7 Tips to Reduce Coronavirus & Influenza Risk with Diabetes
People with diabetes are at higher risk for infections, including COVID-19, and related complications. CDC has advised that having a chronic condition such as diabetes can exacerbate a coronavirus infection, increasing the odds of severe disease and death.
High blood sugars have a direct negative impact on the immune system and can make it more difficult for your body to recover. Good control of blood sugars can help boost immunity and prevent certain infections by allowing the body’s normal defense mechanisms to function at their best.
When the body becomes sick and is fighting an infection, blood sugars generally increase. In fact, high sugars can often be one of the first signs of an illness or infection! This makes for a dangerous cycle…. High blood sugars can worsen an infection, and the infection makes the high blood sugars even worse.
Make good blood sugars a priority especially during this time. Here are 7 tips to help minimize your risk:
1) Don’t go without your medications.
2) Reschedule nonessential appointments – including doctor appointments!
If you need medication refills or have a specific concern, call in to speak with a triage nurse before going in to the clinic for guidance. With the overwhelming demand on the healthcare system, they will likely be happy to work with you on alternative care options or a temporary supply of medication.
3) Order supplies online to avoid the crowds.
Avoiding the crowds is one of the best ways to avoid getting sick. Many places such as Target, Walmart and local grocery stores offer drive up services where you can pick up supplies without even getting out of your car. Online vendors, like Amazon, can also deliver essentials usually in a short window of time.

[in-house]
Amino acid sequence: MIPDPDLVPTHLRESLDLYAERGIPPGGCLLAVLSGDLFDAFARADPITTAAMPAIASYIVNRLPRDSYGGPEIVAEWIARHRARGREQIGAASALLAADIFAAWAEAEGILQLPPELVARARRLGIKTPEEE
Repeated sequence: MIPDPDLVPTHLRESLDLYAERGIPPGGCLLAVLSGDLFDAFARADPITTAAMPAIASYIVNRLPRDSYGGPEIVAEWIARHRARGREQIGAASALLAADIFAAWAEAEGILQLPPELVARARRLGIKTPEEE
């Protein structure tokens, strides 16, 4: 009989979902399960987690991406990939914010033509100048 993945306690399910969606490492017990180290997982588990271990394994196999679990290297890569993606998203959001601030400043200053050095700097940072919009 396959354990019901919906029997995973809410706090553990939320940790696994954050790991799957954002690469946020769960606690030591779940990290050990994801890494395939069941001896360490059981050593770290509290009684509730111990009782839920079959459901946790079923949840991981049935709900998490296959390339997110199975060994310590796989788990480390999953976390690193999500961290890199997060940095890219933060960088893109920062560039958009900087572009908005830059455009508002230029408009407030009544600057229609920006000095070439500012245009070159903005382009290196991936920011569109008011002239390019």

4) Pick smarter non-perishable food options.
With grocery stores selling out of fresh meat and produce, most people are stocking up on canned goods and pasta in the event of an emergency. Generally, these foods can be hard on blood sugars. There are plenty of options that won’t affect blood sugars as negatively and provide a good source of protein. Consider frozen veggies – not corn, peas, or potatoes… but instead opt for green beans, edamame, cauliflower, broccoli, or brussels sprouts. Frozen veggie burgers, pickles, cottage cheese, and nuts are alternatives that generally don’t spike blood sugars. Canned beans can also be a good source of fiber (check the label). These foods can be higher in sodium, so be careful if you also have high blood pressure.
5) Try to stay active around home.
It is recommended to avoid gyms or community centers – but this doesn’t mean you need to be a “couch potato”! Other than diet, nothing is harder on blood sugars than being sedentary. Make a plan to get up and walk around the house, go up and down the stairs 3 times every afternoon, or if the weather permits – go for a walk around the yard. Bored? Try searching “You-Tube” for some fun exercise routines that you can do in your living room!
6) Consider natural ingredients to help boost the immune system and support blood sugar health.
7) Stay positive and try not to stress!
Stress itself can increase blood sugars. This is a time of anxiety and fear for many people. Try to remember that the risk is temporary, and this will pass. Engage in calming techniques such as meditation and reading.
Don't forget to wash your hands with warm soap and water regularly. Remember - if at any time you start having flu-like symptoms, call your healthcare provider for advice promptly.
Stay healthy and safe!
Dr. Stephanie Redmond, Pharmacist and Certified Diabetes Educator
Founder of Diabetes Doctor Supplements